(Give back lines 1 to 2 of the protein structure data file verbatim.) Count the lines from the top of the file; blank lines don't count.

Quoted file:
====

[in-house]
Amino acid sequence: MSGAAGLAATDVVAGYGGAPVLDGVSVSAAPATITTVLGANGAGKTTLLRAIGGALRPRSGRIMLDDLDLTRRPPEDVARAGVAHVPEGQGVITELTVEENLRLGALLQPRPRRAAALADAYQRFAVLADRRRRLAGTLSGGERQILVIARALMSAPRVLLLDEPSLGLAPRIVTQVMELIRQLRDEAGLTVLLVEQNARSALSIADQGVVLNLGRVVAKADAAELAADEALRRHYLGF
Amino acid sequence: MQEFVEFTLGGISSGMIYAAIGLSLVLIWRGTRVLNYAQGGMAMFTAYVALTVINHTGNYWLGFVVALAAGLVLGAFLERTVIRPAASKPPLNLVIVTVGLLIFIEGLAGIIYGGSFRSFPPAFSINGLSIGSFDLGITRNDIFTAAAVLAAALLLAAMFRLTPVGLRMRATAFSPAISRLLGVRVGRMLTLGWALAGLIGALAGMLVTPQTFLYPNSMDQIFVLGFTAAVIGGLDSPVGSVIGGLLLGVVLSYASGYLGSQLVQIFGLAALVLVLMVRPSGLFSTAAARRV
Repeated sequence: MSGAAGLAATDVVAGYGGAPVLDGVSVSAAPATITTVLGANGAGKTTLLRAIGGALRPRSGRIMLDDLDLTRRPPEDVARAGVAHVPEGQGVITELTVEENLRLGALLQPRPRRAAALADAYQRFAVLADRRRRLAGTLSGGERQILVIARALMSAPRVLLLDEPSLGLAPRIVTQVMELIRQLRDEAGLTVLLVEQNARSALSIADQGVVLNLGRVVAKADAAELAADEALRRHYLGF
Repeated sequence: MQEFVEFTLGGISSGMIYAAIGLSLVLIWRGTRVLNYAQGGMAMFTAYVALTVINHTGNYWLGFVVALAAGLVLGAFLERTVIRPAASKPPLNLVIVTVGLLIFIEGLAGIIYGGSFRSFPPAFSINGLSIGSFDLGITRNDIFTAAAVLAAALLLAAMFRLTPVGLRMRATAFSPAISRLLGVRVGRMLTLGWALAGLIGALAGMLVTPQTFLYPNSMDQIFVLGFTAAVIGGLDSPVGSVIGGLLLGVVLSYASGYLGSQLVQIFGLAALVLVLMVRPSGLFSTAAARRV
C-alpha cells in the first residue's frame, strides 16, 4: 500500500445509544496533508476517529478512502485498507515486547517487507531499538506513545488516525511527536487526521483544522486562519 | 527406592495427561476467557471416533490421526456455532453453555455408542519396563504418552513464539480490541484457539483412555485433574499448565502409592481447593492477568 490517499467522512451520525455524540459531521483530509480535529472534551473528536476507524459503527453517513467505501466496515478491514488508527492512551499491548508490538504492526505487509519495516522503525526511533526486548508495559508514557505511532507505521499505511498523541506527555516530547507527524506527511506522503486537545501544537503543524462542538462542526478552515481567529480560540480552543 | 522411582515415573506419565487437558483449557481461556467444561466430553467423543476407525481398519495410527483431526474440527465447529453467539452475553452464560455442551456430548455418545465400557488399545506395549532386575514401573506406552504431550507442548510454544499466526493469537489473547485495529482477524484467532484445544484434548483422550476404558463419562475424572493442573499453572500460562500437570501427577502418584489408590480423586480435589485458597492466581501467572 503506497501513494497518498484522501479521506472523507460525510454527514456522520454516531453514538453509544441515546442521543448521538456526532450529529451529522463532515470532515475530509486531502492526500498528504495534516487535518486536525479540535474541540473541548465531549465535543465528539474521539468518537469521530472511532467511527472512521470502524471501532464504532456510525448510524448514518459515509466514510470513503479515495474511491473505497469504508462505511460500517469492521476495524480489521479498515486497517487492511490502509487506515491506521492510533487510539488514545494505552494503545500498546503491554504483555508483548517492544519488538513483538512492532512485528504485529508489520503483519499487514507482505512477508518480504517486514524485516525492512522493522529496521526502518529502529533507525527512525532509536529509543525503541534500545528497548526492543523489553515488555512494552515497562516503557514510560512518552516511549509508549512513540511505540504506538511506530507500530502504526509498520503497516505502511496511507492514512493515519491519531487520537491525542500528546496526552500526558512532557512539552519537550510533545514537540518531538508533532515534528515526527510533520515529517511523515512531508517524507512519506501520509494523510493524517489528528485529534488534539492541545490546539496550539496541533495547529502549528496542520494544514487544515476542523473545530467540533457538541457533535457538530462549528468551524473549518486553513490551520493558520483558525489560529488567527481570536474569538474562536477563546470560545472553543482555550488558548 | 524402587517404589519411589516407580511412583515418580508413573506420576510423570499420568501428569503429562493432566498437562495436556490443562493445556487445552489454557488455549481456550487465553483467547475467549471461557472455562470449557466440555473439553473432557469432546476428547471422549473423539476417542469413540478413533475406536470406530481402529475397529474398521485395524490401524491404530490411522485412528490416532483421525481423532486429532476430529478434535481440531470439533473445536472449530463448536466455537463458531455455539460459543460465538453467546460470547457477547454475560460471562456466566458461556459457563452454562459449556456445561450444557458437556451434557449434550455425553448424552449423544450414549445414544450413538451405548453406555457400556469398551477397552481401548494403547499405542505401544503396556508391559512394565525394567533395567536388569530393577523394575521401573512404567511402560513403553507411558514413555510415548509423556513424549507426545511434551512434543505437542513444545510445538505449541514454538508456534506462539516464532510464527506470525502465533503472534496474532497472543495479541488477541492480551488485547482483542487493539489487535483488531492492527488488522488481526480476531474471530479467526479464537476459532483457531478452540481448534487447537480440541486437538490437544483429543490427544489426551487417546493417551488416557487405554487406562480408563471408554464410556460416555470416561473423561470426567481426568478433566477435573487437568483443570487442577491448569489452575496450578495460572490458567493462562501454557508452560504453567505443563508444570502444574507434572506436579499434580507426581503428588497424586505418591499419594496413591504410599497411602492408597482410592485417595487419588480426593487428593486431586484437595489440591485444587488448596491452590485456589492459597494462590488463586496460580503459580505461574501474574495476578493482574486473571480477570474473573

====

[in-house]
Amino acid sequence: MSGAAGLAATDVVAGYGGAPVLDGVSVSAAPATITTVLGANGAGKTTLLRAIGGALRPRSGRIMLDDLDLTRRPPEDVARAGVAHVPEGQGVITELTVEENLRLGALLQPRPRRAAALADAYQRFAVLADRRRRLAGTLSGGERQILVIARALMSAPRVLLLDEPSLGLAPRIVTQVMELIRQLRDEAGLTVLLVEQNARSALSIADQGVVLNLGRVVAKADAAELAADEALRRHYLGF